the pub on behalf of the community and are delighted by the strong show of support for the idea.  We know of interest from a potential private buyer and a local consortium, but this would provide a new option for reopening The Cabinet as a pub.“ In practice, the Parish Council would only contemplate taking out a loan if The Cabinet came on the market and there was no alternative way of saving it as a pub.  And before any of that happens, we need to resist the developer’s appeal against refusal of planning permission for change of use.
Appeal against planning refusal lodged We have just (17 Nov) learned that the developer who owns The Cabinet has lodged his appeal against refusal of planning permission for change of use.  The fact that he has appealed comes as no surprise.  The appeal now needs to be formally validated by the Planning Inspectorate, a process which can take up to 10 weeks.    No timetable for the appeal has yet been published, but any hearing is likely to take place in the spring, possibly later.  Once we and our experts have the documents, work can start on making a strong case for resisting it.   But we need to raise money quickly to enable us to resist the appeal in the most thorough and professional way we can.  We will be launching a new fundraising campaign in the new year.

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SAVE OUR VILLAGE PUB!

© Save the Cabinet Action group 2017 

Appeal against planning refusal lodged

We have  (17 Nov) learned that the developer who owns The Cabinet has lodged his appeal against refusal of planning permission for change of use.  The fact that he has appealed comes as no surprise. The appeal now needs to be formally validated by the Planning Inspectorate, a process which can take up to 10 weeks. No timetable for the appeal has yet been published, but any hearing is likely to take place in the spring, possibly later.  Once we and our experts have the documents, work can start on making a strong case for resisting it. But we need to raise money quickly to enable us to resist the appeal in the most thorough and professional way we can.  We will be launching a new fundraising campaign in the new year.

The decision on 20 July of North Herts Councillors

to refuse planning permission for change of use

was great news, and the campaign to save The

Cabinet negotiated its first major hurdle.

But nobody should assume that’s the end of the battle.  There’s a long way to go yet before Reed’s pub could reopen. The developer has the right of appeal, and we confidently expect him to exercise it.  He has 6 months to decide whether to appeal. If he does, it is likely to be some further months before an appeal is determined. An appeal can be decided on paper, but in a contentious case like this it is more likely to be taken as a hearing, to which the public is admitted. Interest groups, such as the Save the Cabinet Action Group, can ask to be heard, and it is normal for such requests to be granted. The Action Group is advised by Dale Ingram, an experienced planning an heritage consultant with an excellent track record in this area.  Dale will represent us at any such hearing.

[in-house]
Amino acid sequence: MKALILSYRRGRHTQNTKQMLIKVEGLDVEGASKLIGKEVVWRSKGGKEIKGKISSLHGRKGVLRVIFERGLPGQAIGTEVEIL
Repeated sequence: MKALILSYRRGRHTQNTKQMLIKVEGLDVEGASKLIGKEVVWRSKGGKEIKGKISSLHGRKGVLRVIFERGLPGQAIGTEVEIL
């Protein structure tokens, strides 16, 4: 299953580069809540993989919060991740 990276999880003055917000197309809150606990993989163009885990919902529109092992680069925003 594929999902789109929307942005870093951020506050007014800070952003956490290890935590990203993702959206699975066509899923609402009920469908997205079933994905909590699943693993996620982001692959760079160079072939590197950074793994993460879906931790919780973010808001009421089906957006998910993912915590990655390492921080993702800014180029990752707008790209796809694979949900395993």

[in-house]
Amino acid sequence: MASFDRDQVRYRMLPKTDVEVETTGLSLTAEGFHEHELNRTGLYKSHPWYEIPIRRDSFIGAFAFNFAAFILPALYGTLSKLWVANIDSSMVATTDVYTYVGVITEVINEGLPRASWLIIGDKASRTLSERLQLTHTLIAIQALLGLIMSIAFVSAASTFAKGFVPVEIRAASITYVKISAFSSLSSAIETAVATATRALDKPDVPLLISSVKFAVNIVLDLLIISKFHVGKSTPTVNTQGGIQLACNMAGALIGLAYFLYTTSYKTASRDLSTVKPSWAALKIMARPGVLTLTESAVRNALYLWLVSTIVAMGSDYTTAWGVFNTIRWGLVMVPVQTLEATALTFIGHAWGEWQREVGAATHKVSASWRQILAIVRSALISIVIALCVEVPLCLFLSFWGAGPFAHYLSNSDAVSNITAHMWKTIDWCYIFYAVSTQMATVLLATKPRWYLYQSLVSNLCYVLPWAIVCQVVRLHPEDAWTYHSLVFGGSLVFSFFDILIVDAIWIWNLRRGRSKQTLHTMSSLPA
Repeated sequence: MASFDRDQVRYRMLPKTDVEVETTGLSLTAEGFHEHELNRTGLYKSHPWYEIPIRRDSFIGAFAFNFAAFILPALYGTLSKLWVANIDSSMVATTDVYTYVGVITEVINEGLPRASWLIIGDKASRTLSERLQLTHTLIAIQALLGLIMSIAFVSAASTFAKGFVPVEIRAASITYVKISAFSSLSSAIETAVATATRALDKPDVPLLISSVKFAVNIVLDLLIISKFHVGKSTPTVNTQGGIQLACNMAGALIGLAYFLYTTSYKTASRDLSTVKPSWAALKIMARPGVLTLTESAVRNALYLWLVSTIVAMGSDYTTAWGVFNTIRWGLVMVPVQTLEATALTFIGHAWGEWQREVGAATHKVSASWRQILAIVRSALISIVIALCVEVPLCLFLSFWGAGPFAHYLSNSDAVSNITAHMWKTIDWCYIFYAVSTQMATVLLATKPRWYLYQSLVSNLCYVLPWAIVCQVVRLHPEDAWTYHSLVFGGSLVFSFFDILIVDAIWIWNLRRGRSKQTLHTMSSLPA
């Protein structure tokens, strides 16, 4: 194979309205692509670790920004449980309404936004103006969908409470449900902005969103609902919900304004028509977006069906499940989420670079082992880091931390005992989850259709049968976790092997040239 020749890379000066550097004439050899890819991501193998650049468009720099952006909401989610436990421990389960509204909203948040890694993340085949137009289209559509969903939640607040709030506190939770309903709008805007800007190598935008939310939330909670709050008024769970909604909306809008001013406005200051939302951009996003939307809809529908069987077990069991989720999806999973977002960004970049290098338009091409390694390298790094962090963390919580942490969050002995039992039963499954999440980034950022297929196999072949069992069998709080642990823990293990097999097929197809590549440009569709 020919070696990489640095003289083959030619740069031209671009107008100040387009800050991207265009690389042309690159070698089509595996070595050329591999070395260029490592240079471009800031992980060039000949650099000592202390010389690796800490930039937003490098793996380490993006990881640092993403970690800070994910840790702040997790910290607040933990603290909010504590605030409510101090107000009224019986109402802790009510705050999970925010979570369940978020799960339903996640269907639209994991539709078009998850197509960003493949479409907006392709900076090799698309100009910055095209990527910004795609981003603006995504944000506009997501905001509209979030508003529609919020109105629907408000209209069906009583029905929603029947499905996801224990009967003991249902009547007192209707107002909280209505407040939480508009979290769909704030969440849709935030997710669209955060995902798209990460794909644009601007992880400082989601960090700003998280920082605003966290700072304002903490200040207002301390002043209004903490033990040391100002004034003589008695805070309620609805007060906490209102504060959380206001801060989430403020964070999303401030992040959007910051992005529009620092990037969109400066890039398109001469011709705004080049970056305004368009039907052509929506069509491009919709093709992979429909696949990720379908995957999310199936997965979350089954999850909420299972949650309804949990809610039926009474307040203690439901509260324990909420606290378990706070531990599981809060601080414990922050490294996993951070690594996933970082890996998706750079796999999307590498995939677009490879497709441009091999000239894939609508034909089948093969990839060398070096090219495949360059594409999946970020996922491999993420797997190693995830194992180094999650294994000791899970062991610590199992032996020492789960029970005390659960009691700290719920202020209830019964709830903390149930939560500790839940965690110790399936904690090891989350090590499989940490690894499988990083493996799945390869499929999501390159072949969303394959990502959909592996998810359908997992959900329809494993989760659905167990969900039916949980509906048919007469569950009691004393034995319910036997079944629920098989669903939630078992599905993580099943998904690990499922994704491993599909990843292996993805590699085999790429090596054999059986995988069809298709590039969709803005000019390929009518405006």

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We have also been assisted by Anthony Miller, a charted surveyor with particular expertise in the licensed leisure sector. If the appeal is refused, the developer would be unable to sell The Cabinet as a house.  We would hope, at that point, that he would accept that the game was up and market the property.  In any event, we would expect the planning authority, North Hertfordshire District Council, to take firm enforcement action at that point.

Public Inquiry into Cabinet planning decision

The day after the Planning Inspectorate announced it had upgraded the appeal in the case of The Cabinet to a hearing, we learned that they have upgraded it still further.  It will now take the form of a Public Inquiry - the most formal and thorough procedure for dealing with planning appeals.   Initially we had been informed that the appeal would be dealt with via the “written procedure”.  We can now look forward to the evidence in the case being examined in detail during a court-like procedure involving evidence on oath and lawyers on all sides.  The decision demonstrates the importance and significance attached to the case. The Action Group welcomes this.  It would have been a travesty if a case which had attracted so much interest had been dealt with behind closed doors.  The intervention of Sir Oliver Heald MP (who wrote to the Planning Inspectorate), the Action Group’s recent petition (which attracted over 1400 signatures online and in hard copy), the large volume of written objections and the strength of feeling expressed in the debate in the Council last July will all have contributed to this outcome. No date has yet been fixed for the Inquiry.  However we have now learned that the Planning Inspectorate will re-start the timetable for the appeal - so there will be a further opportunity to submit comments and a new set of deadlines.  Our current thinking is that the Inquiry itself will take place in the autumn.  It’s important to remember that this is a small step on the road to rescuing our lovely old pub.  The focus now needs to turn to the substance of the appeal itself, and making sure we achieve the right result..  We also need to raise several thousand pounds urgently in order to meet the costs - including legal costs - of resisting the appeal effectively.  If you can spare a few pounds, now would be a good time to help.